The bill’s different co-sponsor Alice Thourot, informed CNN: “The broadcasting and capturing of images, whether with a camera or by citizens on a phone, of policemen doing their job with their faces exposed will be still be possible. What will change is that any calls for violence or incitement of hatred that accompany such pictures will be sanctioned by the law.”

Police batons and tear gasoline

Lawyers and journalists protest outside the National Assembly against the security law bill on November 17.

And there are fears that the proposed regulation has already emboldened police throughout protests.

Last Tuesday, as the controversy contained in the National Assembly started, protesters converged on the constructing to reveal towards Article 24. Thirty-three protesters had been taken in for questioning, primarily on the grounds of having did not disperse when ordered to by police.

Among them was a France Television journalist detained in a single day earlier than being launched the next afternoon with out cost. France Television, the nation’s most important public broadcaster, put out an announcement condemning what it referred to as the “abusive and arbitrary arrest of a journalist who was doing his job.”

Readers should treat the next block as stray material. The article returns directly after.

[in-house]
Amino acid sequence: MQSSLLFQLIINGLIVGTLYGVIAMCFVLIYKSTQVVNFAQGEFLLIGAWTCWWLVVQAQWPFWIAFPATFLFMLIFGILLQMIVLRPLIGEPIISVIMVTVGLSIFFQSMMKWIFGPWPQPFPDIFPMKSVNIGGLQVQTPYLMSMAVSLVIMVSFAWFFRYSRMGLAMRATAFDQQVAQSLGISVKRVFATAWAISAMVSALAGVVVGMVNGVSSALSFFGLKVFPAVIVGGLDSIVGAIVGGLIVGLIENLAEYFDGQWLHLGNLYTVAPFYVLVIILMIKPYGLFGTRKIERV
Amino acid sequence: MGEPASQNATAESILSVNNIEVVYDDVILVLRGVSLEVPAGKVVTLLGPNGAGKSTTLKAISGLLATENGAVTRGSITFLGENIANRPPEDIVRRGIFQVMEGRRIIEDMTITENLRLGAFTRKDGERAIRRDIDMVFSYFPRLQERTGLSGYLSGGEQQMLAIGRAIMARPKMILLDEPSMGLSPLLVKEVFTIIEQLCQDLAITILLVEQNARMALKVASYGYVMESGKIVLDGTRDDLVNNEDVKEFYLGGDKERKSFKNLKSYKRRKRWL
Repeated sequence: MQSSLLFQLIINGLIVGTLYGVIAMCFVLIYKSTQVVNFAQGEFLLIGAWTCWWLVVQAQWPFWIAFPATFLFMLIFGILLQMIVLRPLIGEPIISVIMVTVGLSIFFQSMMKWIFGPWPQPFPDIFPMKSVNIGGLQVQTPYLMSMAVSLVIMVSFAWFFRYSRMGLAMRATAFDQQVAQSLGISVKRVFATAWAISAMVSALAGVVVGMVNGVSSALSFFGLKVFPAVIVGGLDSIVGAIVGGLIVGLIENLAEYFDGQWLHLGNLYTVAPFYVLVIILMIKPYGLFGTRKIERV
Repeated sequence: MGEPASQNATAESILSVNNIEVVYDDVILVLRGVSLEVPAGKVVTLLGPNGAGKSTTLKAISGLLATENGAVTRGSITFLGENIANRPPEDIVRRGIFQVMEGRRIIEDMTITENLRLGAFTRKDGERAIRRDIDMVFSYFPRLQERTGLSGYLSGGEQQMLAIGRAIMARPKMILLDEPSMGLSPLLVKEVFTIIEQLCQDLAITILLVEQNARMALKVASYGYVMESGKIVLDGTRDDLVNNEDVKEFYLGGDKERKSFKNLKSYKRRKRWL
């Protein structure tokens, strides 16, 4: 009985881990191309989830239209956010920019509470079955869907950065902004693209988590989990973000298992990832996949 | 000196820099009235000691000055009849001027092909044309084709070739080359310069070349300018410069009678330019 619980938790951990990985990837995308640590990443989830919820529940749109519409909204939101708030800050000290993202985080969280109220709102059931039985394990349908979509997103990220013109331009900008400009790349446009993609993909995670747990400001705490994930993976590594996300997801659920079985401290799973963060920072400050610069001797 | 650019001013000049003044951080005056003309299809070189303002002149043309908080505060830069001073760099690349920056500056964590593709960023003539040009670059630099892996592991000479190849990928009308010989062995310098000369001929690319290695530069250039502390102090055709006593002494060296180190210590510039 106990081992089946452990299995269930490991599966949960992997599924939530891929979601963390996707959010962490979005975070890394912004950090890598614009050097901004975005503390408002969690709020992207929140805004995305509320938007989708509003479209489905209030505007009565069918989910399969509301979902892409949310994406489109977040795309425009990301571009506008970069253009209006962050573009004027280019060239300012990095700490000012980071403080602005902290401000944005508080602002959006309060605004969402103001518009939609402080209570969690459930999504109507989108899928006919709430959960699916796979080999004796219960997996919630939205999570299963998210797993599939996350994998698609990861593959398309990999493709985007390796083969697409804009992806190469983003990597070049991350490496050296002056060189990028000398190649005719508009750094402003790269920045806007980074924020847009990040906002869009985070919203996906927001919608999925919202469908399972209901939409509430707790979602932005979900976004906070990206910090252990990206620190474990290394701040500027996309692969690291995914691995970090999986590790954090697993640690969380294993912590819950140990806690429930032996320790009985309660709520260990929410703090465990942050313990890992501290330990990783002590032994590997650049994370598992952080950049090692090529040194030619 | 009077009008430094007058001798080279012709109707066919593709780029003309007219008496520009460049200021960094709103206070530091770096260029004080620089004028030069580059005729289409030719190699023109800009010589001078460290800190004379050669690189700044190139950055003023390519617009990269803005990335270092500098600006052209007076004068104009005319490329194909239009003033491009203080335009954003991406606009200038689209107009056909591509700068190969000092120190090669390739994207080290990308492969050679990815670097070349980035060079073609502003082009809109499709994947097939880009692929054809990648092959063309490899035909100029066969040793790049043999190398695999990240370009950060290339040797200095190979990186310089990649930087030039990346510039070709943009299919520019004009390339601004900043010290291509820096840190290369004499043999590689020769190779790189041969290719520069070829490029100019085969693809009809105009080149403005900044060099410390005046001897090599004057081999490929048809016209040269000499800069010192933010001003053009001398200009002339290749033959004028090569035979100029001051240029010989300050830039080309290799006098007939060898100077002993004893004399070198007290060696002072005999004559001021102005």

At a press convention on Wednesday, French Interior Minister Gerald Darmanin was requested in regards to the police response to the protests, and video of one journalist who claims police threatened him with arrest despite the fact that he’d proven his press card.

“The journalist did not approach the police ahead of the protest — as some of his colleagues did — in order to be allowed to cover it,” mentioned Darmanin. Nothing in French regulation requires journalists to hunt the permission of the police earlier than protecting a protest.

On Monday evening, the inside minister himself responded shortly after the dismantling of a migrant camp in Paris, saying that some of the images had been surprising.